Ravaged Lions under a long Black cloud

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The Independent Online

The Lions move on to Wellington for the Second Test next week, when they could do with the leadership of the Iron Duke himself to avoid the prospect of a whitewash at the hands of the All Blacks. One down with two to go, the Lions are cornered after losing the opening skirmish by a goal, a try and three penalties to a penalty.

Such was the one-sided nature of the contest it could have been a whole lot more. As it was, in the land of the long white cloud, the players were hit by wind, rain, sleet and snow and the game turned into a nightmare for Sir Clive Woodward and his team.

They did not just lose the Test but their captain Brian O'Driscoll, who suffered a dislocated shoulder in the first minute, and the flanker Richard Hill, who broke down with the recurrence of a knee injury. The Lions claimed that O'Driscoll was the victim of foul play from Keven Mealamu and Tana Umaga but the charge was reported to have been rejected by an independent citing commissioner. One player definitely in the dock today is the Lions lock Danny Grewcock, who came on as a replacement and is accused of biting Mealamu on the hand.

The Lions front five were outplayed, particularly in the line-out. Only one team attempted to play rugby and they weren't the Lions. Had conditions been more conducive to a running game the All Blacks, far more dynamic in every phase, would surely have piled on the agony.

Woodward thought his line-out would prevail; it was a disaster area. He thought the All Blacks were far too confident; they had every right to be. Throughout the tour Woodward said he would pick the Test team on form but on the day of reckoning he went with the bulk of the red rose veterans from England's World Cup triumph two years ago. In fact almost everything he touched turned to dust.

The pack, with five English forwards, were placed firmly on the back foot. When Ryan Jones came on for Hill he was a stand-out performer, as he had been against Otago after flying out as a replacement for Simon Taylor. Shane Byrne, preferred at hooker to Steve Thompson because he was considered a more accurate thrower, saw line-out after line-out swallowed up by Ali Williams, who committed so many larcenies he could be related to Ali Baba. Andy Robinson, the Lions forwards' coach, admitted that anything that could go wrong did, from a breakdown in communications to players not jumping when they should have.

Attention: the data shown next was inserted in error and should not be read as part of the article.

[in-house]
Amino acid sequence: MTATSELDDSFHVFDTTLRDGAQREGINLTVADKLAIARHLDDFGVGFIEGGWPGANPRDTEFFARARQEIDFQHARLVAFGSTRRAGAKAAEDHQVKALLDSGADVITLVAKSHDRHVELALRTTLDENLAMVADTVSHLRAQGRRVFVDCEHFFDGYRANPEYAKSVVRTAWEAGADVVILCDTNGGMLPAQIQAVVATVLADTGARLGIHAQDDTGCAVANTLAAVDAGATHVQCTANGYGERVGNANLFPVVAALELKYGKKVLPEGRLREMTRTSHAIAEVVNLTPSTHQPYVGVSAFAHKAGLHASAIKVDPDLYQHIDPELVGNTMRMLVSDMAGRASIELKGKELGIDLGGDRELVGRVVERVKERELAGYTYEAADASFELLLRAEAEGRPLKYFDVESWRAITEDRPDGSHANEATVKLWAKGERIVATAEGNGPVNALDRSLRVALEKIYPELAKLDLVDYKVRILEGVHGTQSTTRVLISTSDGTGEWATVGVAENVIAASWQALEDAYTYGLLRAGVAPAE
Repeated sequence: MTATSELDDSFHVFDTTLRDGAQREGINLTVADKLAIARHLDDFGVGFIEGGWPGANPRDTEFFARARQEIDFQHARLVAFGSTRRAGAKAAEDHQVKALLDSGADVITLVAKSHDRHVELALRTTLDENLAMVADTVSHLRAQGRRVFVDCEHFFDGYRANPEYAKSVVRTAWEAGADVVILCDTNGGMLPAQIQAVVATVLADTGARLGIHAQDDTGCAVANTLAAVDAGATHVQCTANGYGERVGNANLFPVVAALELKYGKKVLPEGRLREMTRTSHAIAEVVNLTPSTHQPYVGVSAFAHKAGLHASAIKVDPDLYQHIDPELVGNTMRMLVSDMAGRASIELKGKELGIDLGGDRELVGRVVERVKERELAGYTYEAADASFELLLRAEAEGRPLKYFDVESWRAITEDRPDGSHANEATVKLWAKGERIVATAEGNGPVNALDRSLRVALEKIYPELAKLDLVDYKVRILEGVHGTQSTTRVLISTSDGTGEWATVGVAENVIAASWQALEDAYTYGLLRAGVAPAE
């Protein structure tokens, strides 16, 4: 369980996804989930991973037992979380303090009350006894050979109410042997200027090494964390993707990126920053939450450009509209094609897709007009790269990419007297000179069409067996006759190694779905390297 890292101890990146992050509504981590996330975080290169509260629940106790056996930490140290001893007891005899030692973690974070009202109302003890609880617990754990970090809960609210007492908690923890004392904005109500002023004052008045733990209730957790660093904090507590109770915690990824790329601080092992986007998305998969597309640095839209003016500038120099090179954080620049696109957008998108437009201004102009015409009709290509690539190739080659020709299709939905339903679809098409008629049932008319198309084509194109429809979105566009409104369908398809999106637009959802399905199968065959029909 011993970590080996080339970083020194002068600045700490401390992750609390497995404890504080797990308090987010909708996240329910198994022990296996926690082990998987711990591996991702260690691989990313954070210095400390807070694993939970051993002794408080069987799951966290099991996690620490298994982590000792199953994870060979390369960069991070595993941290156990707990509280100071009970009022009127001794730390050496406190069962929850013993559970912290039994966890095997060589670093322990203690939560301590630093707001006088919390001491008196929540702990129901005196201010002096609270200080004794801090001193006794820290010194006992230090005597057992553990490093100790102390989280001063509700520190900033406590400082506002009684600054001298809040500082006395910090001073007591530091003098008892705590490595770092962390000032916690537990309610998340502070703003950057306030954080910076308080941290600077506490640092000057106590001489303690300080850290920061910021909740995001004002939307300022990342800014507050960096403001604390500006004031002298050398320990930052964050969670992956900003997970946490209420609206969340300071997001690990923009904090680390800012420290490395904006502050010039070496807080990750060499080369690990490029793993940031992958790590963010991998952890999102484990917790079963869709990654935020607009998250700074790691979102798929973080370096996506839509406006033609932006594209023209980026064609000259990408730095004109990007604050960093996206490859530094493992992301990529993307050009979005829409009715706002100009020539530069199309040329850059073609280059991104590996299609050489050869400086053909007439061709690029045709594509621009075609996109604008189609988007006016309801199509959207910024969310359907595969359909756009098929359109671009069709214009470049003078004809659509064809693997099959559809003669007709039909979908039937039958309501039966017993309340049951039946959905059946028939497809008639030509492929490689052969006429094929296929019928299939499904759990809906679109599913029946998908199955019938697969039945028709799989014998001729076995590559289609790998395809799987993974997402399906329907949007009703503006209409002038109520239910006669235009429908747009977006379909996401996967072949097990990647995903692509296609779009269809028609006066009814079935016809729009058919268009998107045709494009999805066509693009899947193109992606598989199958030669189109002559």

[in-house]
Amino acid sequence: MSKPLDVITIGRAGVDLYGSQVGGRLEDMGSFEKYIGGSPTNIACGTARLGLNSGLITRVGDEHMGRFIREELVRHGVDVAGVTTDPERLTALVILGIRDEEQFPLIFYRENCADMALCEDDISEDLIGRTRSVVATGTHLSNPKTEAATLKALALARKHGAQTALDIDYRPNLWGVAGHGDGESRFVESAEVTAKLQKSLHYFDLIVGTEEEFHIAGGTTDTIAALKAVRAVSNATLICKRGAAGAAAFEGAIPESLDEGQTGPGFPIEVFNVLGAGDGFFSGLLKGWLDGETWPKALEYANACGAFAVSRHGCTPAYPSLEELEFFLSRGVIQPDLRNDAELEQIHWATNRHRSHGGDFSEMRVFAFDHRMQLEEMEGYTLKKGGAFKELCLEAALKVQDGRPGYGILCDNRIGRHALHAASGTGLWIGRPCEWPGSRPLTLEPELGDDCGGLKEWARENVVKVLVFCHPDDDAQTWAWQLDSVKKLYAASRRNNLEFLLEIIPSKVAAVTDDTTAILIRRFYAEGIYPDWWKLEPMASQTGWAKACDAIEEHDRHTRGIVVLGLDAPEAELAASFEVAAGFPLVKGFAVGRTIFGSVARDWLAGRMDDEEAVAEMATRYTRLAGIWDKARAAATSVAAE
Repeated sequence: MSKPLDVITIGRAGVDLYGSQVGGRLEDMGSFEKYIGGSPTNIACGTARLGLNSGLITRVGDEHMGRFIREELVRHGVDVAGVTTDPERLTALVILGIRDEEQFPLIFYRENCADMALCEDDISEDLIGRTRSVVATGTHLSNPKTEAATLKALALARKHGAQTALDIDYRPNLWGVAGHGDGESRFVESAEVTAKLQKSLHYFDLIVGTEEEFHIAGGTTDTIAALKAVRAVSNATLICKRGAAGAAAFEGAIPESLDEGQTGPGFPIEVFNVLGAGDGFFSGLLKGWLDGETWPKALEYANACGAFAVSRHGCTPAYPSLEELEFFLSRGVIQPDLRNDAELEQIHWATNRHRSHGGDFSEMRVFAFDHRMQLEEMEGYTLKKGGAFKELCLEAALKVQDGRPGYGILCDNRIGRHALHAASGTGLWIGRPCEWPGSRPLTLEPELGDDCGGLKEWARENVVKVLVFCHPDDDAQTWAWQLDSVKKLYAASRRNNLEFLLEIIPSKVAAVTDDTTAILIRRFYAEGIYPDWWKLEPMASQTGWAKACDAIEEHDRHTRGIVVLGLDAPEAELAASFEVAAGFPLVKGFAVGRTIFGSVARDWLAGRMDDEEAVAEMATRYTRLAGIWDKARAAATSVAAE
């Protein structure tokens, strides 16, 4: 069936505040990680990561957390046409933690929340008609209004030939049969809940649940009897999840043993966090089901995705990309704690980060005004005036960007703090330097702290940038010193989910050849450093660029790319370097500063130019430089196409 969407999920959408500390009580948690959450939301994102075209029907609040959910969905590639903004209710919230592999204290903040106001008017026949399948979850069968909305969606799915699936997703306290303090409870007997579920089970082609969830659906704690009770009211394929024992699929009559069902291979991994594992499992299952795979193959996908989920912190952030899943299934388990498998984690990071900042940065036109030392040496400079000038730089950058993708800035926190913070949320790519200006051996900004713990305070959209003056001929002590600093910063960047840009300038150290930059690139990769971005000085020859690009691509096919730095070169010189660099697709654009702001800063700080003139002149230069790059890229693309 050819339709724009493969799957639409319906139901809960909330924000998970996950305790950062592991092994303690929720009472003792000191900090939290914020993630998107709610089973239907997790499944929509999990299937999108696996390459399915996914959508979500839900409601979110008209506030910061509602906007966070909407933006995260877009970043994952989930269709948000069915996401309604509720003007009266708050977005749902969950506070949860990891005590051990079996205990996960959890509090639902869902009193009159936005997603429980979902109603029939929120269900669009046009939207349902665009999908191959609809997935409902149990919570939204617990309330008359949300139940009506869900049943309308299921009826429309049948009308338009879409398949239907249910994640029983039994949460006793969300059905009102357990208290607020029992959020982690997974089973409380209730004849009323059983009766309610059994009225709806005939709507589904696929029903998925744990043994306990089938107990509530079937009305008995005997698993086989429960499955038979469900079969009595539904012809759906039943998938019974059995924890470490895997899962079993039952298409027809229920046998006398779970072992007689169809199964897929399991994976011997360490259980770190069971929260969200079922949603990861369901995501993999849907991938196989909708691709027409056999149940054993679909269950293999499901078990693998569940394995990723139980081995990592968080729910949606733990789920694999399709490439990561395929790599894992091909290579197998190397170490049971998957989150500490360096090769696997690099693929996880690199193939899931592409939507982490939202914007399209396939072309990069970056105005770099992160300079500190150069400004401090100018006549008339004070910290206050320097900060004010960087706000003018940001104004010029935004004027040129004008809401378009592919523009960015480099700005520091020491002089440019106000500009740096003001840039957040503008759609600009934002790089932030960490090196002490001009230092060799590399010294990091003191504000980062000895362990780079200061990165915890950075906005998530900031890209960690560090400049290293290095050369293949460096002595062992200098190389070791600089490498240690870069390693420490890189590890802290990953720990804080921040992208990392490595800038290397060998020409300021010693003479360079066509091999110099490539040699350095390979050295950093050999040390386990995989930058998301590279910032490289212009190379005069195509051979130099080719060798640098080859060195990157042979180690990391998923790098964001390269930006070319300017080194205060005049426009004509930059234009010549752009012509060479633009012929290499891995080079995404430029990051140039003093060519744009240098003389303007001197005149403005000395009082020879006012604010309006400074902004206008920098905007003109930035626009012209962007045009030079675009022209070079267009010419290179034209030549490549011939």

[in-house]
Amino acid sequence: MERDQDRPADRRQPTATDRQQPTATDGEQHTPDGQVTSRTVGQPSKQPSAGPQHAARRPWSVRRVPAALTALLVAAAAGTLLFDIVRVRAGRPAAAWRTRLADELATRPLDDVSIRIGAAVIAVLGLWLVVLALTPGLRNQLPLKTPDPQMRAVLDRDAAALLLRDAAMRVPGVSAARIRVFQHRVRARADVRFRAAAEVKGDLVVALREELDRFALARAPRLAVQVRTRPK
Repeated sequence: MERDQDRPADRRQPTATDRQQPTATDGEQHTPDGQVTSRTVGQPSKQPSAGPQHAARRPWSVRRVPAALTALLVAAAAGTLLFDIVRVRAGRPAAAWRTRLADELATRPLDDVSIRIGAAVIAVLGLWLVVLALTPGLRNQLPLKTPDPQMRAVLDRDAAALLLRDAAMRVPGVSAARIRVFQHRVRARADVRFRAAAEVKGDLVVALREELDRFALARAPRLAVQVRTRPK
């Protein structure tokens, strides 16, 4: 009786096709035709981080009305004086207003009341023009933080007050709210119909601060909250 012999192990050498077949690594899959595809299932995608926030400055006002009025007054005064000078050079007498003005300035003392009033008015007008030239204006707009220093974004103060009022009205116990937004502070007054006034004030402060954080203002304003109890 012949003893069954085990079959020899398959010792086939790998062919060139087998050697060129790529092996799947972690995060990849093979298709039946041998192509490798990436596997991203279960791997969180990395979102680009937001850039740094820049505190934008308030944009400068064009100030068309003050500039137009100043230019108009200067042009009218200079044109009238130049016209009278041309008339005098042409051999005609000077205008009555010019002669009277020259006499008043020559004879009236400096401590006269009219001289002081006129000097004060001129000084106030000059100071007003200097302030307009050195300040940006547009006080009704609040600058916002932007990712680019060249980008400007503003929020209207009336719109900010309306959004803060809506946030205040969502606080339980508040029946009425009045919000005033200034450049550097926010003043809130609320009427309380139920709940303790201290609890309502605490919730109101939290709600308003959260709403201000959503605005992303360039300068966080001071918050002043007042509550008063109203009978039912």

The All Blacks, leading 6-0 with a couple of penalties by Daniel Carter, got their first try in the 24th minute when Byrne's throw at a line-out was taken by Williams and he was driven over the line. It was one of many shocks to the system. Paul O'Connell, one of the line-out men who failed to find lift-off, was sent to the sin-bin for blatantly and illegally stopping an All Blacks attack and when he committed another offence early in the second half Carter kicked his third penalty, giving his side a 14-0 lead. It soon became 21-0 when Aaron Mauger breached Jonny Wilkinson's defence in midfield, Umaga threw out a huge pass to Sitiveni Sivivatu and the left wing wrong-footed Josh Lewsey to score.

Despite the atrocious conditions the All Blacks felt secure enough to move the ball wide. The Lions, on the other hand, kicked possession away at almost every opportunity. Their only score was a penalty by Wilkinson in the 55th minute.

The World Cup hero, returning from a series of injuries which had kept him sidelined for 18 months, played at centre yesterday and drew praise from Woodward. "It wasn't an experiment,'' the coach said. "Jonny had an outstanding game. He really stepped up to the mark.'' The true mark of the Lions is that they were forced to replace Jason Robinson, hapless at full-back, and reshuffle their back line, who looked as ineffective as the forwards.

The All Blacks have established base camp and next week in Wellington they will push for the summit. "I'm convinced I got the selection right and that we have a good team,'' Woodward said. "We've got to show a lot of character. It is very, very difficult to play without the ball. We'll deal with it this week and we'll have to look at it closely. We deserved to come second but it's not the end of the road. Losing our captain was a big blow. I'm glad I brought a big squad over here because we're getting battered. This is a tough place to come but if we can win some ball we've got the team to win.''

Martin Corry, who took over the captaincy, said: "We were all under par and it is not a performance we could be proud of. It's time to take a good hard look at ourselves. ''

The All Blacks had only ever lost once at Christchurch to the Lions. In Tests against the tourists since 1904 the score is now New Zealand 27, the Lions 6. It will not get any easier. "They thought their tight five were their strength,'' Steve Hansen, the All Blacks forwards coach said. "Take that off them and it made them question themselves. We've won one round but it's a three round contest.''

Graham Henry, New Zealand's head coach, said: "I'm looking forward to better conditions next week. We've only been together for two and a half weeks so we should improve shouldn't we? We were undercooked.'' If the All Blacks were undercooked the Lions were roasted on a spit. To the point of being well done.

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